UN Peacekeeping Mission Extended in Côte d’Ivoire

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RAPAPORT… After a unanimous vote, the United Nations (UN) Security Council extended its peacekeeping operations in Côte d’Ivoire until June 30, 2014 with the intention of protecting citizens, facilitating disarmament, reforming security and demobilizing and reintegrating former combatants. Rough diamonds also remain embargoed from Cote d’Ivoire, pending the success of these reforms.

Council members agreed that by the 2014 date, the peacekeeping mission (UNOCI) should have up to 7,137 military personnel as per Secretary-General Ban Ki-moon’s latest recommendations, outlined in a report presented early this month by Under-Secretary-General for Peacekeeping Operations Hervé Ladsous.

UNOCI should assist the government more in protecting civilians and maintaining security by reconfiguring its military and putting them in high-risk areas, according to the Council. If ground security improves and the government can take over UNOCI’s security role, a reduction of military personnel by June 2015 might be possible. Peacekeeping missions were also extended in Dafur and Cyprus.

The mission’s extension comes at the same time new statistics were released by the UN refugee agency, showing an alarming rise in rapes and violence against women in the Democratic Republic of the Congo’s (DRC)  North Kivu province. There are no global restrictions on rough diamonds from the DRC.

“Our protection monitoring teams have registered 705 cases of sexual violence in the region since January, including 619 cases of rape,” said a spokesperson for the Office of the UN High Commissioner for Refugees (UNHCR). “During the same period in 2012, our staff had registered 108 cases. The survivors of SGBV [sexual and gender-based violence] included 288 minors and 43 men.”

In just the past two weeks, fighting around Goma between the army and the March 23 Movement (M23) displaced approximately 7,000 people and 14,000 civilians fled skirmishes between the Allied Democratic Forces, a Ugandan-based rebel group and the army in North Kivu’s Kamango area.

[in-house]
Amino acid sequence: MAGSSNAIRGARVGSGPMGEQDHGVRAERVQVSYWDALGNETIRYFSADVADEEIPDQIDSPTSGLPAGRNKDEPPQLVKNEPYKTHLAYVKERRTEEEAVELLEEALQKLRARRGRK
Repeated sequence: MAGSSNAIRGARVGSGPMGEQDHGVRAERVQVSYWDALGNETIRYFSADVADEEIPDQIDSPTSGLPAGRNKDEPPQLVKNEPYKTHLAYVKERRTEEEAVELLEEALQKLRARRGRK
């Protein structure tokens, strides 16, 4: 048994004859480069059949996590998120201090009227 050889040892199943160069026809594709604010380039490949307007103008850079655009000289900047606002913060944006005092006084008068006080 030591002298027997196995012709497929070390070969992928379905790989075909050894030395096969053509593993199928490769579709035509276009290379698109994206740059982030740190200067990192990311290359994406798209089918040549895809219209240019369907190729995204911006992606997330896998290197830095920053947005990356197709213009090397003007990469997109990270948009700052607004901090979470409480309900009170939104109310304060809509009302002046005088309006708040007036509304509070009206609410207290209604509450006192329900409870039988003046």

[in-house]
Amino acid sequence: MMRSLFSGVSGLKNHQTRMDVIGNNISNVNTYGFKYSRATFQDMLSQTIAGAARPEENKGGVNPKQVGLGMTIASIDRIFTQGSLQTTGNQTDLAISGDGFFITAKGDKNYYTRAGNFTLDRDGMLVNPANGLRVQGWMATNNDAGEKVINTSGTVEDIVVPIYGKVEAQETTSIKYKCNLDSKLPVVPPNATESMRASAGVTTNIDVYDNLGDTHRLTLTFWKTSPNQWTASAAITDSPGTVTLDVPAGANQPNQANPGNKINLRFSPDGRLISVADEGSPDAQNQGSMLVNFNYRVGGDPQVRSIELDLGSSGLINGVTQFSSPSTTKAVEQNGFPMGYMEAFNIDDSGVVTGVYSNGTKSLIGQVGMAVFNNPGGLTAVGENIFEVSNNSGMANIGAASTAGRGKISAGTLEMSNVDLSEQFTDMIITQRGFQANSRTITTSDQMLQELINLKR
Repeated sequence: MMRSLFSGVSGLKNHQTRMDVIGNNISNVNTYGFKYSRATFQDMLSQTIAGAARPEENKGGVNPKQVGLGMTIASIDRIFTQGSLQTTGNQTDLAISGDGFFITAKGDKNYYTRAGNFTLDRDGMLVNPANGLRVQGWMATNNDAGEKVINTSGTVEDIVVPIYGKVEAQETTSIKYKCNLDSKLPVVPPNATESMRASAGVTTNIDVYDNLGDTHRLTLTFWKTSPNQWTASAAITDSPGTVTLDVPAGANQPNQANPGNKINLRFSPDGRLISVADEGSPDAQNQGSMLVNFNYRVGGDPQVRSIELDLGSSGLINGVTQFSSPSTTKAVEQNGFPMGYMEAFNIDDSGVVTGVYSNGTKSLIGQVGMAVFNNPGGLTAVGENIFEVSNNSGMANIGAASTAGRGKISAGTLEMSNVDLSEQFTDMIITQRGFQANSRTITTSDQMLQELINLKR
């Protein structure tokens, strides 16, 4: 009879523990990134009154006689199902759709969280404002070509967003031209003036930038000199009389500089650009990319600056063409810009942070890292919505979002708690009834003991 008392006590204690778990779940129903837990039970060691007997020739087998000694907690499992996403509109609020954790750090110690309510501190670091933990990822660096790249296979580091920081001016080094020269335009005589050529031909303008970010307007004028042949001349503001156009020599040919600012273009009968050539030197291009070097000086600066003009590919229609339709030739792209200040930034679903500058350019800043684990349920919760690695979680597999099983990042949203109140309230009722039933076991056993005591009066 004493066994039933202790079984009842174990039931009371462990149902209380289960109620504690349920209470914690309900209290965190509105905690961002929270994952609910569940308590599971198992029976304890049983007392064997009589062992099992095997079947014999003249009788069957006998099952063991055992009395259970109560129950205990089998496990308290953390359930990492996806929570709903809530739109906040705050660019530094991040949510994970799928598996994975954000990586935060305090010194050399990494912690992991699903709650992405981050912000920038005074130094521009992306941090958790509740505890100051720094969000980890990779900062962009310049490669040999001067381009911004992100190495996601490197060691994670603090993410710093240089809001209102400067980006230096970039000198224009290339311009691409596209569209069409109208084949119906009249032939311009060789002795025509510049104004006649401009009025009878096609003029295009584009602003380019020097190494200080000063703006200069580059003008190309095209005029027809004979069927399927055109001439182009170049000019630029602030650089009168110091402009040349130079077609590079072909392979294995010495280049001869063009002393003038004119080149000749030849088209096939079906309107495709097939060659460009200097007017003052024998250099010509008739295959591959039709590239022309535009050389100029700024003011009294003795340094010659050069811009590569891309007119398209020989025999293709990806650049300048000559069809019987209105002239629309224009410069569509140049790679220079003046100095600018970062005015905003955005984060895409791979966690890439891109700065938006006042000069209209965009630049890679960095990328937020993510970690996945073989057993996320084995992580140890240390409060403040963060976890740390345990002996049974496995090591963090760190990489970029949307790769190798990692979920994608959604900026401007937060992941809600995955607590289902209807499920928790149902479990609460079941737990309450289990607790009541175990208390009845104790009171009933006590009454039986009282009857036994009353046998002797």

UNHCR said it is alarmed by human rights violation reports in Kamango, including the murder of at least 15 civilians, abductions, forced labor, beatings and illegal taxation.

In addition, the UN peacekeeping mission in DRC gave M32 rebels in the North Kivu province, which includes Goma and Sake, 48 hours to disarm or face an intervention brigade to enforce a security zone.

According to the statement, any individuals in the area who are not members of national security forces will have the brief grace period to hand in their weapons to a MONUSCO base and join the disarmament, demobilization, repatriation, Reintegration and Resettlement process.

The ultimatum was issued following the arrival of MONUSCO force commander, Carlos Alberto dos Santos Cruz, in the province who said that the mission will support the Congolese Armed Forces (FARDC) to establish a security zone around the area of Goma and its northern suburbs.

 After 16:00 on Thursday, August 1, those rebels will be considered an imminent threat of physical violence to civilians and MONUSCO will take all necessary measures to disarm them, including by the use of force. The new security zone will push indirect armed threats out of range of Goma and the zone will be expanded and repeated elsewhere if and where it is needed.

Moustapha Soumaré, the acting head of MONUSCO, called upon all parties to find a political solution to the conflict.  “In the meantime, we will do everything in our power to protect civilians against the threat posed by any armed groups,” he said.


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